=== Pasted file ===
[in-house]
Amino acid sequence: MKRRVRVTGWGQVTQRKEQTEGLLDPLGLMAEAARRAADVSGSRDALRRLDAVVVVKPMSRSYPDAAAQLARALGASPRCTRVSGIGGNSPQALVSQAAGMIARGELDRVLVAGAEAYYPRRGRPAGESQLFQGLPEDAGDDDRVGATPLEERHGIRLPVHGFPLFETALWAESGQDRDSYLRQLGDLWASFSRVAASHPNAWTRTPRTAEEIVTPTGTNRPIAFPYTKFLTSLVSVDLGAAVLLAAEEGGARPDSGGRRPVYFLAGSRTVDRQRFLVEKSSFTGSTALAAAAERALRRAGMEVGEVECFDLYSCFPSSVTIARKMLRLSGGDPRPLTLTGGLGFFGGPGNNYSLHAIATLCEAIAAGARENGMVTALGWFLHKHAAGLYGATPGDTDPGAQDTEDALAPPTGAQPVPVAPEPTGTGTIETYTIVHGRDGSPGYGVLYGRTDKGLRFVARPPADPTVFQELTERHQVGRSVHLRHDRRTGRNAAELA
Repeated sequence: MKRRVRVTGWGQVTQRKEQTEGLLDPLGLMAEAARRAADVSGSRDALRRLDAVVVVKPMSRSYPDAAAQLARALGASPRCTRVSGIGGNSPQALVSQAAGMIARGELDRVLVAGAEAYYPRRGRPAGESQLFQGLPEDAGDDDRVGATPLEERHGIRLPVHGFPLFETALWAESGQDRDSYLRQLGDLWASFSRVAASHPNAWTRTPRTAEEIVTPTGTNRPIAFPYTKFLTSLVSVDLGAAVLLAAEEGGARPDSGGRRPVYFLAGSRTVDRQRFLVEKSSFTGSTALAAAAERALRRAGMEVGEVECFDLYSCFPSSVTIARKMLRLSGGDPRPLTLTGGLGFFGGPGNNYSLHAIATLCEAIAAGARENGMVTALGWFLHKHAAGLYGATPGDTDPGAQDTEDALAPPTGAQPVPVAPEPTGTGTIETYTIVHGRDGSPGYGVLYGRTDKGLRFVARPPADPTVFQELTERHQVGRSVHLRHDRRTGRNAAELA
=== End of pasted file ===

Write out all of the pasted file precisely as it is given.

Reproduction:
[in-house]
Amino acid sequence: MKRRVRVTGWGQVTQRKEQTEGLLDPLGLMAEAARRAADVSGSRDALRRLDAVVVVKPMSRSYPDAAAQLARALGASPRCTRVSGIGGNSPQALVSQAAGMIARGELDRVLVAGAEAYYPRRGRPAGESQLFQGLPEDAGDDDRVGATPLEERHGIRLPVHGFPLFETALWAESGQDRDSYLRQLGDLWASFSRVAASHPNAWTRTPRTAEEIVTPTGTNRPIAFPYTKFLTSLVSVDLGAAVLLAAEEGGARPDSGGRRPVYFLAGSRTVDRQRFLVEKSSFTGSTALAAAAERALRRAGMEVGEVECFDLYSCFPSSVTIARKMLRLSGGDPRPLTLTGGLGFFGGPGNNYSLHAIATLCEAIAAGARENGMVTALGWFLHKHAAGLYGATPGDTDPGAQDTEDALAPPTGAQPVPVAPEPTGTGTIETYTIVHGRDGSPGYGVLYGRTDKGLRFVARPPADPTVFQELTERHQVGRSVHLRHDRRTGRNAAELA
Repeated sequence: MKRRVRVTGWGQVTQRKEQTEGLLDPLGLMAEAARRAADVSGSRDALRRLDAVVVVKPMSRSYPDAAAQLARALGASPRCTRVSGIGGNSPQALVSQAAGMIARGELDRVLVAGAEAYYPRRGRPAGESQLFQGLPEDAGDDDRVGATPLEERHGIRLPVHGFPLFETALWAESGQDRDSYLRQLGDLWASFSRVAASHPNAWTRTPRTAEEIVTPTGTNRPIAFPYTKFLTSLVSVDLGAAVLLAAEEGGARPDSGGRRPVYFLAGSRTVDRQRFLVEKSSFTGSTALAAAAERALRRAGMEVGEVECFDLYSCFPSSVTIARKMLRLSGGDPRPLTLTGGLGFFGGPGNNYSLHAIATLCEAIAAGARENGMVTALGWFLHKHAAGLYGATPGDTDPGAQDTEDALAPPTGAQPVPVAPEPTGTGTIETYTIVHGRDGSPGYGVLYGRTDKGLRFVARPPADPTVFQELTERHQVGRSVHLRHDRRTGRNAAELA